Last edited:
Mar 14, 2005
1,149
154
19,235
Hi Other Clive
Thanks for the reply, I am not sure that Bath really thought through the CAZ, as you say it is diificult to avoid traffic going through the residential areas, but it is the political posturing that I object to most, if they really wanted to reduce the pollution from the centre then they would have banned all ICE vehicles except for Police , Fire or Ambulance,,and issued residents permits. I find it interesting that Bristol has paused it's plans to introduce CAZ,of course if both cities did ban ICE vehicles completely, they could lose lots of money from shoppers, parking charges etc.and some businesses may choose to relocate to the outskirts, where motorists could have easy access and free parking. Whatever decisions politicians take, I think there will be a hardcore of drivers that will choose to use their vehicles,many are not convinced that electric is the way to go, and for work and pleasure, the park and ride is not an option,for example our work involve multiple drop deliveries,we have already taken the decision not to deliver to Stroud when the council made it impossible for us to get to certain customers in the town centre, Gloucester has designated loading bays, often blocked by private cars and disabled badge holders illegally, same with Cheltenham, Forest of Dean seems to be less interested in 'persecuting' the motorist, but they do not have large towns or many main roads, and I supect a combination of factors such as the trees and open countryside help. I don't pretend to have the answers, but get frustrated when it seems that the motorist get's the blame, and as I understand it 1% is accepted as this countries contribution to emissions worldwide,so I come back to my point, the politicians locally and nationally are posturing and wrapping them selves in the green banner, intersting article yesterday from Andrew Neill in DM,which I take with a pinch of salt,but he made the point that the public may turn, once the larger energy bills start arriving this winter.
 

Ern

May 23, 2021
432
194
735
I think local authorities have a legal and moral obligation to their residents, first and foremost. Cleaning up the air when it is polluted to a dangerous level, to protect the health of residents is the highest priority, and excluding a high number of vehicles is the authority's responsibility.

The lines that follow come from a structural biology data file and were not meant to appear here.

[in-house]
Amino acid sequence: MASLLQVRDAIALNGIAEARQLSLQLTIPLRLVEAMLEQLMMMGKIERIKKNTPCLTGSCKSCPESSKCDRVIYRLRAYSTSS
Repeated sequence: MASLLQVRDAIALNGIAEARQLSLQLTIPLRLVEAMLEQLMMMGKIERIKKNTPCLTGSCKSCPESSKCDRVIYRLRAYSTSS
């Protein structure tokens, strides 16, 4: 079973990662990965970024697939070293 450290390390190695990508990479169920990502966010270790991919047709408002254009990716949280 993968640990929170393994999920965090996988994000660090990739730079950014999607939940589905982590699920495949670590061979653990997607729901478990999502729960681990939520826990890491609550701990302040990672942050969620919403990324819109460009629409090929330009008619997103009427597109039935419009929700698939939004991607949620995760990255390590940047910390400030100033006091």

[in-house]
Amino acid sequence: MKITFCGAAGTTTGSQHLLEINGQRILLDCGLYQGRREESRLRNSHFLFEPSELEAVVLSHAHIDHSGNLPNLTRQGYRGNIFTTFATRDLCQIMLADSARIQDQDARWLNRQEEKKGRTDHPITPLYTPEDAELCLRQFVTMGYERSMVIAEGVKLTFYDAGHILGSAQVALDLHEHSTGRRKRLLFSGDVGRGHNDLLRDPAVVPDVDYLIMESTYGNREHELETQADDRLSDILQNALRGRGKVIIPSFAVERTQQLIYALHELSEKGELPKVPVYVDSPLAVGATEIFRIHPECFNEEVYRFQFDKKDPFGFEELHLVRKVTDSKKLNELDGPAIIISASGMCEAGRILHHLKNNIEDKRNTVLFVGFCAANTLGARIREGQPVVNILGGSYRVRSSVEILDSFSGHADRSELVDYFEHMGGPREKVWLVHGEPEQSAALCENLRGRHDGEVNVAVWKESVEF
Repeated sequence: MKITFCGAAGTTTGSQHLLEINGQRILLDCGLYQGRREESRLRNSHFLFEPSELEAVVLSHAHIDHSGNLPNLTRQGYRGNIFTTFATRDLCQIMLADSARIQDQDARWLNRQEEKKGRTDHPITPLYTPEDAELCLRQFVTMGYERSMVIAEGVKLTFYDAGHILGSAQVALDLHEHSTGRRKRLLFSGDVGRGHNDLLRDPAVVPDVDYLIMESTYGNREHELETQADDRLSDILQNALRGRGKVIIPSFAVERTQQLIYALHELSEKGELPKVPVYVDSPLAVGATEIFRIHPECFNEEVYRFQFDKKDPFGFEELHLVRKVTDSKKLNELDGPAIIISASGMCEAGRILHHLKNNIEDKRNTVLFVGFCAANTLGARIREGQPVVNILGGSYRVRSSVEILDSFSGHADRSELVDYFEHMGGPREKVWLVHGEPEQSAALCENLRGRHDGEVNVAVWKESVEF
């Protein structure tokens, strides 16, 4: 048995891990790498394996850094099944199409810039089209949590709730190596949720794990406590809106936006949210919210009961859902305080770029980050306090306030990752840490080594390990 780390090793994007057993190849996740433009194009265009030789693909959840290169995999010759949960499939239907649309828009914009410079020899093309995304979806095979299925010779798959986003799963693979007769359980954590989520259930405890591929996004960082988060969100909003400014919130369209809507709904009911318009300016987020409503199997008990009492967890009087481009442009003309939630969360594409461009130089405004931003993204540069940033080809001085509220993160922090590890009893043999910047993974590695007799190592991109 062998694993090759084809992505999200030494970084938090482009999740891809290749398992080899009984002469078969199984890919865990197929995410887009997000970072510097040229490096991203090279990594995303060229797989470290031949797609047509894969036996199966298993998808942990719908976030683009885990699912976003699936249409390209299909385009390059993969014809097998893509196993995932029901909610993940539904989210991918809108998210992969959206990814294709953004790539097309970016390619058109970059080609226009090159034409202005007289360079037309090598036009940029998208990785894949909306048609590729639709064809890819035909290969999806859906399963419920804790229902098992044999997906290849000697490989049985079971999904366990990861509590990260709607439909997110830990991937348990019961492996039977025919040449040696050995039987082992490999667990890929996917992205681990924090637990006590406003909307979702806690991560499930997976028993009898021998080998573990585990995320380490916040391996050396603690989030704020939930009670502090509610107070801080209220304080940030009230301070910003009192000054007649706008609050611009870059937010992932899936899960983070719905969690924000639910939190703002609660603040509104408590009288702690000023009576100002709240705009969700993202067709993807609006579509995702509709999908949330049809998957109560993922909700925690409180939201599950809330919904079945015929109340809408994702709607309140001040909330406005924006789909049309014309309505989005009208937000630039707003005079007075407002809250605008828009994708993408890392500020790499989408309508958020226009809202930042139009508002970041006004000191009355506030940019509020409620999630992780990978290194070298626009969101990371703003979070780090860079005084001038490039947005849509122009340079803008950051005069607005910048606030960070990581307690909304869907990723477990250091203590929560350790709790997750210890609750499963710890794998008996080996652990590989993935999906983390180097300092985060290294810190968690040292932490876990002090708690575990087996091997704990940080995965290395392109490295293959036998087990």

Jul 18, 2017
7,575
1,903
22,935
I think local authorities have a legal and moral obligation to their residents, first and foremost. Cleaning up the air when it is polluted to a dangerous level, to protect the health of residents is the highest priority, and excluding a high number of vehicles is the authority's responsibility.
If there is a coal fired power station nearby why are they penalising the motorist. If the smog comes from acros the channel why penalise the motorist. Everything seems to relate to penalising the motorist?
I agree that the air need to be cleaned up, but it is not only the motorist causing pollution however the motorist is the easiest target as no need to install expensive monitoring systems to make the motorist pay.
 
Nov 11, 2009
15,778
3,996
50,935
Hi Other Clive
Thanks for the reply, I am not sure that Bath really thought through the CAZ, as you say it is diificult to avoid traffic going through the residential areas, but it is the political posturing that I object to most, if they really wanted to reduce the pollution from the centre then they would have banned all ICE vehicles except for Police , Fire or Ambulance,,and issued residents permits. I find it interesting that Bristol has paused it's plans to introduce CAZ,of course if both cities did ban ICE vehicles completely, they could lose lots of money from shoppers, parking charges etc.and some businesses may choose to relocate to the outskirts, where motorists could have easy access and free parking. Whatever decisions politicians take, I think there will be a hardcore of drivers that will choose to use their vehicles,many are not convinced that electric is the way to go, and for work and pleasure, the park and ride is not an option,for example our work involve multiple drop deliveries,we have already taken the decision not to deliver to Stroud when the council made it impossible for us to get to certain customers in the town centre, Gloucester has designated loading bays, often blocked by private cars and disabled badge holders illegally, same with Cheltenham, Forest of Dean seems to be less interested in 'persecuting' the motorist, but they do not have large towns or many main roads, and I supect a combination of factors such as the trees and open countryside help. I don't pretend to have the answers, but get frustrated when it seems that the motorist get's the blame, and as I understand it 1% is accepted as this countries contribution to emissions worldwide,so I come back to my point, the politicians locally and nationally are posturing and wrapping them selves in the green banner, intersting article yesterday from Andrew Neill in DM,which I take with a pinch of salt,but he made the point that the public may turn, once the larger energy bills start arriving this winter.